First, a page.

Lana Del Rey had been gone for too long. More than once on Thursday night at the BB&T Center, the California-based singer-songwriter marked the distance between this evening and her previous concert in South Florida. “I’m finally back in my tropical zone,” she said early in the show, re-introducing herself with a combined sense of relief and resignation, like someone returning home after many years in exile, the circumstances of which will be discussed at a later time, if ever. In fact, it had only been 2 1/2 years since Del Rey last appeared on a Florida stage, at a concert in West Palm Beach to close out her Endless Summer Tour. But if the years seemed interminable to Del Rey and to the thousands of excited and vocal fans in attendance who welcomed her back, the sentiment only helped to underscore the meaning of this concert and much of the artist’s work: The time of your life is now. The present is past and future both. Do with it what you will.
Since emerging in 2012 with the album “Born To Die,” Del Rey has been depicted as something of a pop-culture magpie, an acolyte of Old Hollywood and early pop music with a practiced air of mystery and a made-up name, to boot. This isn’t entirely inaccurate, and a glance at just about any of her music videos suggests Del Rey isn’t much interested in dispelling the notion, but it tells only part of the story.
Del Rey is not simply a student of American pop culture, but a savant. Like Bob Dylan, her closest peer and influence, she understands that no song — no good song, anyway — is ever born alone, and the thrill of listening to her music is discovering just how closely she, too, is listening. Girl groups, country music, art rock, hip-hop, folk, surf music — it’s all there. “Cherry,” a new song she performed Thursday night, evokes Patsy Cline and Simon and Garfunkel, a debt she acknowledged with a partial cover of “Scarborough Fair,” a song whose own origins stretch back for centuries.
Del Rey’s 2017 album, “Lust for Life,” is the reason the songwriter has returned to the road, and the BB&T Center show began the second leg of her LA to the Moon tour. “Lust for Life,” and the title owes more to the writer Irving Stone and Vincent Van Gogh than it does to Iggy Pop, opens with a song, “Love,” that Del Rey didn’t perform on Thursday but whose opening lyrics braid together many of the show’s themes: “Look at you kids with your vintage music / Comin’ through satellites while cruisin’ / You’re part of the past, but now you’re the future / Signals crossing can get confusing.” The song that opened last night’s concert, “13 Beaches,” also from “Lust for Life,” brings that idea on home, with Del Rey’s narrator trying to figure out how to live with and beyond an old but still raw heartbreak, her voice, never unclear, alternating between pulling back and moving in. That she sang this song while dressed head to toe in black and pacing a stage made to look like the rocky shore of a California beach, complete with cliffside lounge chairs and tall seagrass, amplified the song’s unresolved sadness and its author’s borderless intentions.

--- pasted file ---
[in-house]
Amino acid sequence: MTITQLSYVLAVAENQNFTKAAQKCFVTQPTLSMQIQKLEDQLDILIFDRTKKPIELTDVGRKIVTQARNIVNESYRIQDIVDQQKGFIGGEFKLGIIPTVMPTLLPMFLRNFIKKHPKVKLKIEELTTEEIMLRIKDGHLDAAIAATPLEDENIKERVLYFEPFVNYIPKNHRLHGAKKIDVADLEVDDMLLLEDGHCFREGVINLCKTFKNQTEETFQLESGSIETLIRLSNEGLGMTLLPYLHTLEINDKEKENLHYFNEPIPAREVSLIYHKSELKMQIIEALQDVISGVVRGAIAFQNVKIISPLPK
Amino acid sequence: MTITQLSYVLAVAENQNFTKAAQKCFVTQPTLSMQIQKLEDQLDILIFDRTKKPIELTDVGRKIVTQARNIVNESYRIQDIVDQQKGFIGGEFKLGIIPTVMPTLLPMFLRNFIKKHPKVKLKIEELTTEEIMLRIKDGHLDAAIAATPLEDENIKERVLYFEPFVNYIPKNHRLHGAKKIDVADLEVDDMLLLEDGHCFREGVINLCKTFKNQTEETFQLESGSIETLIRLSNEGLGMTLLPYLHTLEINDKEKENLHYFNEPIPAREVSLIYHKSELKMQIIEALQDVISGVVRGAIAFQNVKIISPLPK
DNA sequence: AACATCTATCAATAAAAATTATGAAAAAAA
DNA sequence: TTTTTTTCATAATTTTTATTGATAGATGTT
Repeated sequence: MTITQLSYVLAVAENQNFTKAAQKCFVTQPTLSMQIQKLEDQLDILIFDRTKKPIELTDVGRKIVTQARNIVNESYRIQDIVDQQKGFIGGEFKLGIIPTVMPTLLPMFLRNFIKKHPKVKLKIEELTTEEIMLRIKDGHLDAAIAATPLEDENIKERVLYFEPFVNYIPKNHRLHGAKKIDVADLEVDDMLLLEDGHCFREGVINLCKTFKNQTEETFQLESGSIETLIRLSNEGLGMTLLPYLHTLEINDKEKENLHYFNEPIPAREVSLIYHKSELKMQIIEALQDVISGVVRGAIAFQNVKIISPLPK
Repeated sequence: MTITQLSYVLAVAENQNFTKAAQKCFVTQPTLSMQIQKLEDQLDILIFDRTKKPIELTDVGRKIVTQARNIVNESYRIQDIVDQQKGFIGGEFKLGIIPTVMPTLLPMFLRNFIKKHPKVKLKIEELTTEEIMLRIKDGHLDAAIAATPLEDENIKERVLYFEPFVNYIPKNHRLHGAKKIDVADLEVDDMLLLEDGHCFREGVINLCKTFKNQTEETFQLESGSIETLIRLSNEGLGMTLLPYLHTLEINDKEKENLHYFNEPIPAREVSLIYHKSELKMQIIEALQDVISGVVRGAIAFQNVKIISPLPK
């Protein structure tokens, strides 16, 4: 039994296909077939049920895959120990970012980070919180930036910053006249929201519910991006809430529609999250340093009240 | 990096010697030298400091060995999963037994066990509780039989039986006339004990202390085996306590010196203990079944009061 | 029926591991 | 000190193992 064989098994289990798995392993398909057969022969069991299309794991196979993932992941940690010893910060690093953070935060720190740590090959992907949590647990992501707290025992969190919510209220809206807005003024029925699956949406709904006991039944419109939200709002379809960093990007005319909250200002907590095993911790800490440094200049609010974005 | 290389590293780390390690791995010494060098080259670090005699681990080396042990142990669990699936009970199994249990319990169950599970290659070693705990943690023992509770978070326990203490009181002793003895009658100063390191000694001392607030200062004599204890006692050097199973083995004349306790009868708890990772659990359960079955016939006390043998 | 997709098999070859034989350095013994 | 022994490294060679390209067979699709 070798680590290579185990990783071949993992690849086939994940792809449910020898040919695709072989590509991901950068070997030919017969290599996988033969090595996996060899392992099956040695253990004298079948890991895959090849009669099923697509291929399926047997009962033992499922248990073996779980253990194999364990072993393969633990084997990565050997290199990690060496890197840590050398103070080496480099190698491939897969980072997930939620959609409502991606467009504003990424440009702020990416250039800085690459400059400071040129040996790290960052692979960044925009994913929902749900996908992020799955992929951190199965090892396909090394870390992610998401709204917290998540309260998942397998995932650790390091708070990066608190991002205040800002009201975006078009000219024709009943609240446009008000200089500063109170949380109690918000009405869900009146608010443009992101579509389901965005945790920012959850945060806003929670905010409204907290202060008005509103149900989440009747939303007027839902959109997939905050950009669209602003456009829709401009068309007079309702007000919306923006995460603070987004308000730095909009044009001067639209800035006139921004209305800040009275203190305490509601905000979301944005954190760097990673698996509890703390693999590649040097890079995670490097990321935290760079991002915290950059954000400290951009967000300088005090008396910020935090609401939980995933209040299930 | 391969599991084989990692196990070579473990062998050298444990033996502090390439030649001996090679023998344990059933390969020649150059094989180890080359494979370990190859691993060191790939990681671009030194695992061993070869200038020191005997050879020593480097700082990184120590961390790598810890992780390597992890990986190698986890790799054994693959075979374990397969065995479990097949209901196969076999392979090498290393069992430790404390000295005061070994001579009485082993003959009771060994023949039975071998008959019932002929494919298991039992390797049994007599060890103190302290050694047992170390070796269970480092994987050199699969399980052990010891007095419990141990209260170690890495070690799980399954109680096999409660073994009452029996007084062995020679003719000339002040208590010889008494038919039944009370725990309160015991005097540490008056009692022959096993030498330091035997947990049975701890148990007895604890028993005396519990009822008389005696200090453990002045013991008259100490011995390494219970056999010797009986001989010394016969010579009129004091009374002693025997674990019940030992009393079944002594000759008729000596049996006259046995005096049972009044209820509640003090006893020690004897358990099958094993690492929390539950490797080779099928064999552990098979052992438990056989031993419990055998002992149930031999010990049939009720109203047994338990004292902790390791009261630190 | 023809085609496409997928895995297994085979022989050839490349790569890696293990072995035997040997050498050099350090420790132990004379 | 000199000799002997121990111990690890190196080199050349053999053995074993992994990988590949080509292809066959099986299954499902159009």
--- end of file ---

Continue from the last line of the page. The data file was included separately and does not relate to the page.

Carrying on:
Twenty-one songs followed, though not always in full. Working from a set list that has featured nightly additions and subtractions throughout the tour so far, Del Rey prefaced some songs (“Salvatore,” “God Bless America — And All the Beautiful Women in It”) with the warning — really, a gentle tease — that she would only provide only a taste, performing just the first verse and chorus, a vow that she willingly amended. The audience, predominantly composed of young women and men, white flowers in the hair of many, didn’t seem to mind the abbreviations. They certainly didn’t object when Del Rey invited them to take the lead on songs such as “Born To Die” or when, following an invigorating rendition of the expansive 2012 single “Ride,” she left the stage for more than five minutes to pose for selfies with and receive hugs, kisses and gifts (including what appeared to be a fern and a diorama) from people on the floor.
Whatever distance Del Rey might have felt between herself and her South Florida fans at the beginning of the show was nowhere in evidence by the end of the night. Forgoing an encore, Del Rey closed with “Off to the Races,” a hip-hop-flavored track from “Born To Die” that gave her one more opportunity to pull the present into the past. While her band played on, Del Rey gathered up her gifts, said goodbye and exited the stage with little ceremony and with the confidence of someone who knows she will be back. The only question is when.